ALBANY -– The first major piece of legislation passed by the Senate and Assembly on the first day of a new session is generally about setting a tone and emphasis for the coming months.
On Monday, the two houses used the first day to send a message halfway around the world to Iran.
The Legislature approved sanctions against companies involved in energy business dealings with Iran that could be used to help it gain nuclear weapons.
In a display of bipartisanship, and a rare trip by the Senate majority leader into the heart of the Assembly Democratic wing of the Capitol building, the two houses were quickly moving legislation mandating the state Office of General Services should compile a list of companies doing at least $20 million worth of energy sector business with Iran. Such companies would either break the business ties or be barred from any contracts with the state or local governments in New York.
“It is no secret that Iran is the patron of terrorism in the Middle East,’’ said Assembly Speaker Sheldon Silver, who invited a number of Jewish leaders to a press conference with him and Senate Majority Leader Dean Skelos to announce the bill’s passage later today.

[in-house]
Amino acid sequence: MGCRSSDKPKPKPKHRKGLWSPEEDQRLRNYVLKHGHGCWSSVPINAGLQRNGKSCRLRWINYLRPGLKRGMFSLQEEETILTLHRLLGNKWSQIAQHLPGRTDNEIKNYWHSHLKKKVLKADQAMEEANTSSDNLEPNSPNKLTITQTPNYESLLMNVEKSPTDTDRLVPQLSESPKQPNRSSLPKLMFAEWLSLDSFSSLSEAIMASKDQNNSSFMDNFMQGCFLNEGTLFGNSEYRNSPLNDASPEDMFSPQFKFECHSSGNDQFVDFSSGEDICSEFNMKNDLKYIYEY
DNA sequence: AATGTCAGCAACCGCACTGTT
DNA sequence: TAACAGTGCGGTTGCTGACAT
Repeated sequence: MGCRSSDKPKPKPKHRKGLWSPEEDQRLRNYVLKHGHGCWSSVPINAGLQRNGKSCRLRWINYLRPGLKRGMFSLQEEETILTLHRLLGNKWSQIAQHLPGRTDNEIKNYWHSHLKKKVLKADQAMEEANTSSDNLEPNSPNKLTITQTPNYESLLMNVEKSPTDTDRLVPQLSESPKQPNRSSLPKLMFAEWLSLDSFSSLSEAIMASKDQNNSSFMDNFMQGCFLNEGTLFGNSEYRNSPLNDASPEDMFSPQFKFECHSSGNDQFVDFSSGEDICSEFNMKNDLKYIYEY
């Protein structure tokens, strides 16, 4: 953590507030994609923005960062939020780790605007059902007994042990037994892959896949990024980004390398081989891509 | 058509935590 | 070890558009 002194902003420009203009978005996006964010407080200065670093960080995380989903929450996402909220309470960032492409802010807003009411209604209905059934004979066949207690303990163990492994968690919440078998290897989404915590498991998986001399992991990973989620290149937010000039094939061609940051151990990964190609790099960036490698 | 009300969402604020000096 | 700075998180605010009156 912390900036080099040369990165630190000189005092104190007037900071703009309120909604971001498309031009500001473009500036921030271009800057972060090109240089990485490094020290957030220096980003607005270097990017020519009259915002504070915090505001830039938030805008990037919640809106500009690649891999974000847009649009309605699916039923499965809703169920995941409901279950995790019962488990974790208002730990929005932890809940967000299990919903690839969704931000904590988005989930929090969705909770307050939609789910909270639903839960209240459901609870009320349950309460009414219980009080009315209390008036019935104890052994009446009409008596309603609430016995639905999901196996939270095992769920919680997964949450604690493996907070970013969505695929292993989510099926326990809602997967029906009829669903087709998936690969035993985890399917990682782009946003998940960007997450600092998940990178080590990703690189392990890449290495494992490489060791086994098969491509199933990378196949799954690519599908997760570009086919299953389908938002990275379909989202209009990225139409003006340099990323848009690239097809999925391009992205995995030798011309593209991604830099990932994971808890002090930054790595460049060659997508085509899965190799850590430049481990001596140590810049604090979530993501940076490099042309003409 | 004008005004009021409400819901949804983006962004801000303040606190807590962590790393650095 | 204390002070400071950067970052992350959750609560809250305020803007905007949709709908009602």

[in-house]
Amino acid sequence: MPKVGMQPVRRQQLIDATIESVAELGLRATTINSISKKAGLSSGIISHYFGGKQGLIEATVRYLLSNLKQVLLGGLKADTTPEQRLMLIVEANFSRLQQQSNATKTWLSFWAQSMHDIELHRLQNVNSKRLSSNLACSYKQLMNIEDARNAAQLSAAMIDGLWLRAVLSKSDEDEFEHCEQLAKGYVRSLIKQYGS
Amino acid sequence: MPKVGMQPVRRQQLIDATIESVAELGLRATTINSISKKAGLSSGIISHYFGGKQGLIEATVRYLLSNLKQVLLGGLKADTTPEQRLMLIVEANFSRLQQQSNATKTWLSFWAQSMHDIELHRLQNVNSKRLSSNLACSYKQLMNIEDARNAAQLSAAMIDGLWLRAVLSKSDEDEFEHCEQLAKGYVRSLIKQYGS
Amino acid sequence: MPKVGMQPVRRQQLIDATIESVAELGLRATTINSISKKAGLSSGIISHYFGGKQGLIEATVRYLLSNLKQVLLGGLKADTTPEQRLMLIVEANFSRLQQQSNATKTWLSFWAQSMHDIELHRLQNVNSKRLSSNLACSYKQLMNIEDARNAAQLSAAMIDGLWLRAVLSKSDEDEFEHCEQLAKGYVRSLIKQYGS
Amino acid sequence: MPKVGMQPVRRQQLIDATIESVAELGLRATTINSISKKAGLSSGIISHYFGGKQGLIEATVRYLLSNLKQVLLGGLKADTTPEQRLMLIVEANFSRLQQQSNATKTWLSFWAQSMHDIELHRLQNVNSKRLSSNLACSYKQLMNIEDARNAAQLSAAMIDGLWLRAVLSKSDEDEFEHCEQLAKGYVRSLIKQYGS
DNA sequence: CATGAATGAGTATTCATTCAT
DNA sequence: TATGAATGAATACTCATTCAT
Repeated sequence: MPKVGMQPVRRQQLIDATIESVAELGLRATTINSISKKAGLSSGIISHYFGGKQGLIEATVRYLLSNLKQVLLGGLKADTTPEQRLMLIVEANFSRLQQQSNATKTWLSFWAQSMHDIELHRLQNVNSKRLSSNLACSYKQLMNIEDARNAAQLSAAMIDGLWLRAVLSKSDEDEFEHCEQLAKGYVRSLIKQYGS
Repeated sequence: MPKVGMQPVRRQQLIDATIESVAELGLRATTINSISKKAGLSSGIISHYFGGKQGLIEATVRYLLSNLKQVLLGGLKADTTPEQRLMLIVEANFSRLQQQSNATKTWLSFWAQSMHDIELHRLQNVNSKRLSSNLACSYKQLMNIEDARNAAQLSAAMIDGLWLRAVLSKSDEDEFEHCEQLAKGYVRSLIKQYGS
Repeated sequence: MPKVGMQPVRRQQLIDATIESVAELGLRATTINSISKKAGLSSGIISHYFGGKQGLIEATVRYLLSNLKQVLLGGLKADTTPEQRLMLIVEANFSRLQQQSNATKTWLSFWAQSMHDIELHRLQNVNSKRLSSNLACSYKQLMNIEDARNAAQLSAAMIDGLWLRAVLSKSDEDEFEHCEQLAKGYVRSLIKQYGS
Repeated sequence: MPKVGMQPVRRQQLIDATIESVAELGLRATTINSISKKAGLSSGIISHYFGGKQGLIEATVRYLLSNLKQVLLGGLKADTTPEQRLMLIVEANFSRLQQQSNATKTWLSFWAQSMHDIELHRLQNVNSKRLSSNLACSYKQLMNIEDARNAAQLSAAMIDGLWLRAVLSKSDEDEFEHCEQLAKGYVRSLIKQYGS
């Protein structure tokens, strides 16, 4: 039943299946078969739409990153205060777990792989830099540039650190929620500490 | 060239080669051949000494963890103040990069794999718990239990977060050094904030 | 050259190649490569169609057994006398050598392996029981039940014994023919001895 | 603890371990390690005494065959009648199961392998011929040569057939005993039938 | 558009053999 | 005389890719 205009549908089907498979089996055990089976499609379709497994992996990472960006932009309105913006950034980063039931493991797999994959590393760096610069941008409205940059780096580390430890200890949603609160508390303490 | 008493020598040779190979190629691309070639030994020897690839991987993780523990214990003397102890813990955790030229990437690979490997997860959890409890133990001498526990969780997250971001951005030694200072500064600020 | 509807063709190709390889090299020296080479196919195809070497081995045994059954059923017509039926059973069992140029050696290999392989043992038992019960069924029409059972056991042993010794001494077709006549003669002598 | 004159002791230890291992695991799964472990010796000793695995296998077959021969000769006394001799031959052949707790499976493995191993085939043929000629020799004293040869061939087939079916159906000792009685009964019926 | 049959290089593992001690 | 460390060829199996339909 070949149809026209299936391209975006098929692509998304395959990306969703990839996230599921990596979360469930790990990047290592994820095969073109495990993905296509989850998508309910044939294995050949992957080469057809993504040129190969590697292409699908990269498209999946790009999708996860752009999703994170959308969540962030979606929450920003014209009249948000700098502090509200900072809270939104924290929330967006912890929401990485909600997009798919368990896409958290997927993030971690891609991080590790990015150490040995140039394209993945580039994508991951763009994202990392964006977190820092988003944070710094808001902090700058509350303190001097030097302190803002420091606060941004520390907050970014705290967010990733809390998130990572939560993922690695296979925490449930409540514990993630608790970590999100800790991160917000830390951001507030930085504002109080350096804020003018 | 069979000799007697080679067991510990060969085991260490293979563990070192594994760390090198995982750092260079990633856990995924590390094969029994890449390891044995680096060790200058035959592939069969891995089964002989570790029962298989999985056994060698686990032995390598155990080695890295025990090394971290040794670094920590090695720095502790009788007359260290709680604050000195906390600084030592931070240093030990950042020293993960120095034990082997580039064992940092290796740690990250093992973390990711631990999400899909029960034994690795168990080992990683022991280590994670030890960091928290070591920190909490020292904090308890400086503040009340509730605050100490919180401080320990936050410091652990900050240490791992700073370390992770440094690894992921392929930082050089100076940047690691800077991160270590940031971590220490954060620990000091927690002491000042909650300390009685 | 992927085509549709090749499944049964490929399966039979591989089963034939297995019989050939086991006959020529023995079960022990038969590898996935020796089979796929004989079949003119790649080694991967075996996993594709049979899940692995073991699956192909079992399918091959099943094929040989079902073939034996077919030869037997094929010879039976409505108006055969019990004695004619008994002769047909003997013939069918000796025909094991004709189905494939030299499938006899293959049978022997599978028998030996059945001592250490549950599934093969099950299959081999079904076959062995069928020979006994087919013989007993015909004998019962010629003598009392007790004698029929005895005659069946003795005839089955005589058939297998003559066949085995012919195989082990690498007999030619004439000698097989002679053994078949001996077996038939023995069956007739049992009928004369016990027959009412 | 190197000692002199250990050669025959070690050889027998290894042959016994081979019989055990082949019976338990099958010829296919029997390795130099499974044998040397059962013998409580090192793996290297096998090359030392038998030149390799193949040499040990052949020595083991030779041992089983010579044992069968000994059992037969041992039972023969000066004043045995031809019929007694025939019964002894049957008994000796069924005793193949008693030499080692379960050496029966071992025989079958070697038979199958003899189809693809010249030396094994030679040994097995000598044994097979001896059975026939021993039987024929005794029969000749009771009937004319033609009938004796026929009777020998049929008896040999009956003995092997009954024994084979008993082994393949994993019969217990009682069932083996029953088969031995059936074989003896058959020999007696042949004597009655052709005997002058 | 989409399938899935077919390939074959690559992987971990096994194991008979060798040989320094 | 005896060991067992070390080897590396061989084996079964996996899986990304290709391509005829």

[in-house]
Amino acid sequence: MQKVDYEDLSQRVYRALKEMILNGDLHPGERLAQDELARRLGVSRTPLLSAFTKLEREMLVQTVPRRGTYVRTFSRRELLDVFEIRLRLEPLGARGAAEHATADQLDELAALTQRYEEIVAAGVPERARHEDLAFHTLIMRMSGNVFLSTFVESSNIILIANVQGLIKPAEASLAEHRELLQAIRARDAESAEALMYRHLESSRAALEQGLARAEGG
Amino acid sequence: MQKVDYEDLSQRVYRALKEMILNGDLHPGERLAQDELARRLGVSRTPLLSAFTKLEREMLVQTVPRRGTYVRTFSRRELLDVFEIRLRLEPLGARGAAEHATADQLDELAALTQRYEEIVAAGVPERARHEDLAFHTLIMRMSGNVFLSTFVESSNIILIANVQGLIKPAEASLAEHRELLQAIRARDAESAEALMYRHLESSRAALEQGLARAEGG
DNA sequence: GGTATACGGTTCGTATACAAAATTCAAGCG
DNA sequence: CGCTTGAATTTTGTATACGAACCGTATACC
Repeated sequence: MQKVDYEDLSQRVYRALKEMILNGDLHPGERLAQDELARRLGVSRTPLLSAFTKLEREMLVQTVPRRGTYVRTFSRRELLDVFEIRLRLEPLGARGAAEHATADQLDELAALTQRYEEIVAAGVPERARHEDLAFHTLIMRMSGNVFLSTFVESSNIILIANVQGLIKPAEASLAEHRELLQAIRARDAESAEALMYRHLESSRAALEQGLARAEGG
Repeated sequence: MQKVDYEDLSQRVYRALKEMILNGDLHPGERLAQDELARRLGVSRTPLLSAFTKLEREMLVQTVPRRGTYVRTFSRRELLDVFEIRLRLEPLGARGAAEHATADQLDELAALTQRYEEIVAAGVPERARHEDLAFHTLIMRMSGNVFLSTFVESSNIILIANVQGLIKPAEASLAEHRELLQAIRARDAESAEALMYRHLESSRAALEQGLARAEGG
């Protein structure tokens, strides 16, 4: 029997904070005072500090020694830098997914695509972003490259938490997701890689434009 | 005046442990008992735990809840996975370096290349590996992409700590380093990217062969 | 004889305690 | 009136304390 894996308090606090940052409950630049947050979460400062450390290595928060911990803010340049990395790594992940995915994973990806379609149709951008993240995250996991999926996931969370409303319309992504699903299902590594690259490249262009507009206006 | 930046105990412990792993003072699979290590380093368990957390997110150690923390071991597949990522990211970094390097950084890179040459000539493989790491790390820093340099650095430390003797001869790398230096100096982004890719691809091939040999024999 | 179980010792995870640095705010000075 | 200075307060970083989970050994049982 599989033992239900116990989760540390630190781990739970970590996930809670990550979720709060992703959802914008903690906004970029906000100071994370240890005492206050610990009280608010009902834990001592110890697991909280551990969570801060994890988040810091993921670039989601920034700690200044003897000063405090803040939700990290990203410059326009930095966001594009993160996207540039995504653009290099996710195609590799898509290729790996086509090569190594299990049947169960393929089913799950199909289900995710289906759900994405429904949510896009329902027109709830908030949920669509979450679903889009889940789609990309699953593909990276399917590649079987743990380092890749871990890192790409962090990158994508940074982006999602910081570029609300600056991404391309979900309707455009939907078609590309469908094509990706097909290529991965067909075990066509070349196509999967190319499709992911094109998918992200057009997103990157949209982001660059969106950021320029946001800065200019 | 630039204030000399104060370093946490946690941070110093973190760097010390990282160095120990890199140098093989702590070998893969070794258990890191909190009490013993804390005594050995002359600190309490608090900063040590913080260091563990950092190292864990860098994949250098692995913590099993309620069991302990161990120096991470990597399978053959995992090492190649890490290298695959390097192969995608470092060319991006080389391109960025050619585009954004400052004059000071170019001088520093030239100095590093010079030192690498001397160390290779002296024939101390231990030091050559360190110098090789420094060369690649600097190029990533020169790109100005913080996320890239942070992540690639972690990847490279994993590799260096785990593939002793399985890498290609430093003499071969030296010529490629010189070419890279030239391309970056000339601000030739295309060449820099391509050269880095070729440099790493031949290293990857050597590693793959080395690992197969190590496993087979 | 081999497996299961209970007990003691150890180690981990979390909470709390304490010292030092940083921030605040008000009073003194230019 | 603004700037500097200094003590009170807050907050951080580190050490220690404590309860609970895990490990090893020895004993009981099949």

Skelos said the bill is meant to send a message “that we cannot tolerate a nuclear Iran.’’
Two other states –- California and Florida -– have enacted similar sanction laws. United Against Nuclear Iran, a New York-based group, said three companies stopped doing business in Iran after being identified by California officials. Forty-seven companies -– all based overseas and mostly in European and Asian nations –- are on the California list as having financial ties in Iran’s energy and defense sectors.
What impact, beyond symbolic, the legislation will have is uncertain since energy companies from Russia, Thailand and China generally don’t do government contracting work in Albany.
Silver said he did not discuss the bill in advance with Gov. Andrew M. Cuomo.
-- Tom Precious